“Children are drawn to violent themes because listening to and playing with those frightening images helps them safely master the experience of being frightened,” write Kutner and Olson. We’re all used to the idea that a child has to burn themselves on a stovetop before truly appreciating the danger of those glowing coily things the soup pot goes on. Videogames may function in a similar way, letting children experience the fear and danger of violence without ever actually exposing themselves to harm. Where the oven burner teaches a physical lesson, videogames may teach emotional ones. Kids who see how hurtful, gory and disgusting violence is may learn that they never want to see that kind of stuff in reality.

Another comparison may be more apt: In the last decade, doctors have learned that completely disinfecting homes to prevent children from getting sick actually reduces the effectiveness of kids’ immune systems when they’re outside the home. Children need to be exposed to risk in order to make them strong enough to survive similar risks outside their protective environment. Preventing kids from engaging with violence in their play may leave them unequipped to deal with the often violent world we live in. Mastering violent desires and fears may be a vital part of development that overprotective parents deny their kids.

6. Competition
Violence is the distillation of conflict. Combat is perhaps the essence of competition. The simplest way to express the opposition of two people is to make them fight. So it makes sense that highly-competitive people would be drawn to violent content. Pitting your Ryu against a friend’s Dhalsim is a more tangible way to compete than, say, seeing who can finish Sam & Max the fastest. Blasting strangers in an Unreal Tournament match leads to a more immediate sense of victory than just topping the leaderboards in online Scrabble. Feeling a sense of accomplishment at covering a hallway with your opponents’ guts is not a mark of depravity; it’s just a more concrete sign of triumph than having the highest score. A child who chooses to play violent games may just be picking the games that best fulfill his competitive desires.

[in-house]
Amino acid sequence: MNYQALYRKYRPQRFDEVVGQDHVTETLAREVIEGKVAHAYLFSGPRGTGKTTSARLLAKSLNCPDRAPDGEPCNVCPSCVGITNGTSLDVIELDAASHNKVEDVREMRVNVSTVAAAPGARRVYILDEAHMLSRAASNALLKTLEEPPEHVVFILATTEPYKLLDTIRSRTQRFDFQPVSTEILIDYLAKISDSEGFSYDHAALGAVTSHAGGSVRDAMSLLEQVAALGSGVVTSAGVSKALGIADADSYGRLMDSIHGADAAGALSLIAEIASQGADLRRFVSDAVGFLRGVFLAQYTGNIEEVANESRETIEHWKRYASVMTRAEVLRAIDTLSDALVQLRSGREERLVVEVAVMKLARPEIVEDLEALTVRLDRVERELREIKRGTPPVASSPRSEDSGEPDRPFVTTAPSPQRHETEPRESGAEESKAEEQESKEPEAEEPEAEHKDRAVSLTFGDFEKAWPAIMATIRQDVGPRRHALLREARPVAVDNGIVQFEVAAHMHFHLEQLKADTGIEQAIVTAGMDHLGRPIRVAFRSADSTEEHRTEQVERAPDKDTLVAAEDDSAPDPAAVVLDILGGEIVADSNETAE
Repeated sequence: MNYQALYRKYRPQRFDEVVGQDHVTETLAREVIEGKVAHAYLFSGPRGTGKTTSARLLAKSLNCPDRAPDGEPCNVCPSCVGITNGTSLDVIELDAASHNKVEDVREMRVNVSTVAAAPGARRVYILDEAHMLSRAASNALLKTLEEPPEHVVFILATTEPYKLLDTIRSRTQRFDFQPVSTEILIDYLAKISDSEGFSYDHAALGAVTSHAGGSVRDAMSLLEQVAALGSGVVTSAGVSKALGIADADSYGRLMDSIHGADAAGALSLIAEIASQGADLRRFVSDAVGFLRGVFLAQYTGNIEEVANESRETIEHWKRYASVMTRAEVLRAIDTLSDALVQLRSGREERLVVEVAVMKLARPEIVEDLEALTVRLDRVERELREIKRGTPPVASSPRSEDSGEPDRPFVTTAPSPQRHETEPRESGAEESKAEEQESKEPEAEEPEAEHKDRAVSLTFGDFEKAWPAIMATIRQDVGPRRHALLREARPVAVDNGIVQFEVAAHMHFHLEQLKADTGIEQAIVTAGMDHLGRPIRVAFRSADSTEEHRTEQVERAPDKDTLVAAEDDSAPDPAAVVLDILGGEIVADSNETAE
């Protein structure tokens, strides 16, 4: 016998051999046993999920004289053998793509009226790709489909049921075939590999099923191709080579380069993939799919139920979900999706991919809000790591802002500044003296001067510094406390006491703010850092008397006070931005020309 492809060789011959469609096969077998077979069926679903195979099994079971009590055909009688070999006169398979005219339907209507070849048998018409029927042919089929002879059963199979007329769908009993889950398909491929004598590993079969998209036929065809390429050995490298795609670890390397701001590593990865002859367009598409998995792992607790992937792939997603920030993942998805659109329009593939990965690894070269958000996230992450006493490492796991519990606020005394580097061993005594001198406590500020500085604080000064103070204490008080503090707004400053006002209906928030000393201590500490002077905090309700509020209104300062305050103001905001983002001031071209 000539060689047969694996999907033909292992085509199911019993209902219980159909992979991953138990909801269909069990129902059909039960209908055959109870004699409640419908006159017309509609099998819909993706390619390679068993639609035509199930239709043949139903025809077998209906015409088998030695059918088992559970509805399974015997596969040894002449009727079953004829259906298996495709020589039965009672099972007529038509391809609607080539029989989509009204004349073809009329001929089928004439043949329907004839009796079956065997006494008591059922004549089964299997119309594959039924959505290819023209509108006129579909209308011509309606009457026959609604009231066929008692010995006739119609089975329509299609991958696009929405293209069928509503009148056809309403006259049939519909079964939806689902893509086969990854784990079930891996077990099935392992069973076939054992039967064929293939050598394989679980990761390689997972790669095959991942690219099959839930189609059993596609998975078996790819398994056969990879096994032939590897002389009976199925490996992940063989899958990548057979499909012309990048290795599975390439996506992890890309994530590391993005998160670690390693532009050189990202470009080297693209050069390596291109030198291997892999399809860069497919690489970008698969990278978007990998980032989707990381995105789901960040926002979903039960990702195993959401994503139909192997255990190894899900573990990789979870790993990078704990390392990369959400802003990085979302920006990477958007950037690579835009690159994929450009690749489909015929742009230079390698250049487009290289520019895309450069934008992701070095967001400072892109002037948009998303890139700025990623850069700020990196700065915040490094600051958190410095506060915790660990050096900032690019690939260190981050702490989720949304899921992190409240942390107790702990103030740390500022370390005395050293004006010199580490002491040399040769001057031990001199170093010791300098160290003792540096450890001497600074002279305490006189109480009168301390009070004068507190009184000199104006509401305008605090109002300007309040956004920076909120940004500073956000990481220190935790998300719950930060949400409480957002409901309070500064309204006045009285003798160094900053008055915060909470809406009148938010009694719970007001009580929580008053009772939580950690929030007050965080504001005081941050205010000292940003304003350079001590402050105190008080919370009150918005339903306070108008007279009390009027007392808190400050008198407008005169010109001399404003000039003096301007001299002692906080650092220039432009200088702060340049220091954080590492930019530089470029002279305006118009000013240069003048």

7. Avid gaming
There’s an extremely simple but often overlooked explanation for why kids play violent videogames. Kids who are passionate about videogames want to play the best titles available, and they want to play as many games as they can. Just like a food connoisseur want to try out the restaurants that have the best reputations, avid gamers want to play the games that everyone is raving about. The violence isn’t the attraction so much as the quality. Many fans believe games or series like Grand Theft Auto, BioShock, Halo, Gears of War, Fallout and Crysis have some of the best production values and most fun gameplay in the business. Of course videogame lovers want to play them. They all happen to be violent, M-rated games, but that’s not a necessary ingredient for success. Look at LittleBigPlanet. Remember the Katamari Damacy craze. Think about how universal the popularity of Tetris is. Hardcore gamers want to play all the best games, not just the violent ones.

Videogame opponents make it seem like every violent game is a huge success, but that’s not true. Just ask the developers of Manhunt, the remake of NARC or the last few Mortal Kombats. The kid who thinks a mediocre game like Postal is the best game ever and only plays games rated M – that’s who researchers should be studying. Maybe then those of us simply enjoying the best of what our hobby has to offer can be left alone.

Chris LaVigne also writes news and reviews for Snackbar Games and a monthly technology column for Maisonneuve magazine.